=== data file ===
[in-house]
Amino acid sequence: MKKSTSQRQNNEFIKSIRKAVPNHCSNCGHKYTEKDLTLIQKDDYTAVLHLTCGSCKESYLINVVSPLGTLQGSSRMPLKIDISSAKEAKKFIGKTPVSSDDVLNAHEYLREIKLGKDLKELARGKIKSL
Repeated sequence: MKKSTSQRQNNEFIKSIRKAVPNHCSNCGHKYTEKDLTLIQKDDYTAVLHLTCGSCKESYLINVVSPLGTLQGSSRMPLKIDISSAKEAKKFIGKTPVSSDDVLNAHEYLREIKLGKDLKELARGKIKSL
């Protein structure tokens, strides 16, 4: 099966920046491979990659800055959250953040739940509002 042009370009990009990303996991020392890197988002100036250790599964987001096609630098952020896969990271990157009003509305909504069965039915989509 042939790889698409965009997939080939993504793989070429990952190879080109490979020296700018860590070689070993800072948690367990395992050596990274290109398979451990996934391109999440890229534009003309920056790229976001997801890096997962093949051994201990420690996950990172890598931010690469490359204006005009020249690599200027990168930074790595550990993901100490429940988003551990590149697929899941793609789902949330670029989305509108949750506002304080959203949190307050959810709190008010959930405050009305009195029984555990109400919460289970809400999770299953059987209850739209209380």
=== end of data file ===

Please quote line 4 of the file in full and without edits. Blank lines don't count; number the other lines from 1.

């Protein structure tokens, strides 16, 4: 099966920046491979990659800055959250953040739940509002 042009370009990009990303996991020392890197988002100036250790599964987001096609630098952020896969990271990157009003509305909504069965039915989509 042939790889698409965009997939080939993504793989070429990952190879080109490979020296700018860590070689070993800072948690367990395992050596990274290109398979451990996934391109999440890229534009003309920056790229976001997801890096997962093949051994201990420690996950990172890598931010690469490359204006005009020249690599200027990168930074790595550990993901100490429940988003551990590149697929899941793609789902949330670029989305509108949750506002304080959203949190307050959810709190008010959930405050009305009195029984555990109400919460289970809400999770299953059987209850739209209380």